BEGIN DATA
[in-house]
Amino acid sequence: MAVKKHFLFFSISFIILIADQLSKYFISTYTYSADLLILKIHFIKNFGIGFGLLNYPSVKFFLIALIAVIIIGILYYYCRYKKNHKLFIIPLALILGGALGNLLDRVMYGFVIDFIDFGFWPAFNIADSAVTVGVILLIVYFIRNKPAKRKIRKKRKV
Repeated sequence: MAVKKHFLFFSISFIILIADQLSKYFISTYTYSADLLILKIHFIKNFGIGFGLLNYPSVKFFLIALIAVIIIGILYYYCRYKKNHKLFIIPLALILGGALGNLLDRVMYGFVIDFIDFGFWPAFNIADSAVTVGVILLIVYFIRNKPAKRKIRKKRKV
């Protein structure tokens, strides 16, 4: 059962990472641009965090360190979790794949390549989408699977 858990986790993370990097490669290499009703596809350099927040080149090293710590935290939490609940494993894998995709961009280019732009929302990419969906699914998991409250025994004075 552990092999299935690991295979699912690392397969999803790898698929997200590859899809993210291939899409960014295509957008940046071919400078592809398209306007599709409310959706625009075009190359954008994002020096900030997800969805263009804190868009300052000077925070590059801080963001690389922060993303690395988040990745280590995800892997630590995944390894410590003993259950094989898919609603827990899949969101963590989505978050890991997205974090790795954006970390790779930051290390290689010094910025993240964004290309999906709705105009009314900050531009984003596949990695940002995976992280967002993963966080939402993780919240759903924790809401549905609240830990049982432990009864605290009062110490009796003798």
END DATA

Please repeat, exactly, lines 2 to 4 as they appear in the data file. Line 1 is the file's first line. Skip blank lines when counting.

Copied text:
Amino acid sequence: MAVKKHFLFFSISFIILIADQLSKYFISTYTYSADLLILKIHFIKNFGIGFGLLNYPSVKFFLIALIAVIIIGILYYYCRYKKNHKLFIIPLALILGGALGNLLDRVMYGFVIDFIDFGFWPAFNIADSAVTVGVILLIVYFIRNKPAKRKIRKKRKV
Repeated sequence: MAVKKHFLFFSISFIILIADQLSKYFISTYTYSADLLILKIHFIKNFGIGFGLLNYPSVKFFLIALIAVIIIGILYYYCRYKKNHKLFIIPLALILGGALGNLLDRVMYGFVIDFIDFGFWPAFNIADSAVTVGVILLIVYFIRNKPAKRKIRKKRKV
């Protein structure tokens, strides 16, 4: 059962990472641009965090360190979790794949390549989408699977 858990986790993370990097490669290499009703596809350099927040080149090293710590935290939490609940494993894998995709961009280019732009929302990419969906699914998991409250025994004075 552990092999299935690991295979699912690392397969999803790898698929997200590859899809993210291939899409960014295509957008940046071919400078592809398209306007599709409310959706625009075009190359954008994002020096900030997800969805263009804190868009300052000077925070590059801080963001690389922060993303690395988040990745280590995800892997630590995944390894410590003993259950094989898919609603827990899949969101963590989505978050890991997205974090790795954006970390790779930051290390290689010094910025993240964004290309999906709705105009009314900050531009984003596949990695940002995976992280967002993963966080939402993780919240759903924790809401549905609240830990049982432990009864605290009062110490009796003798």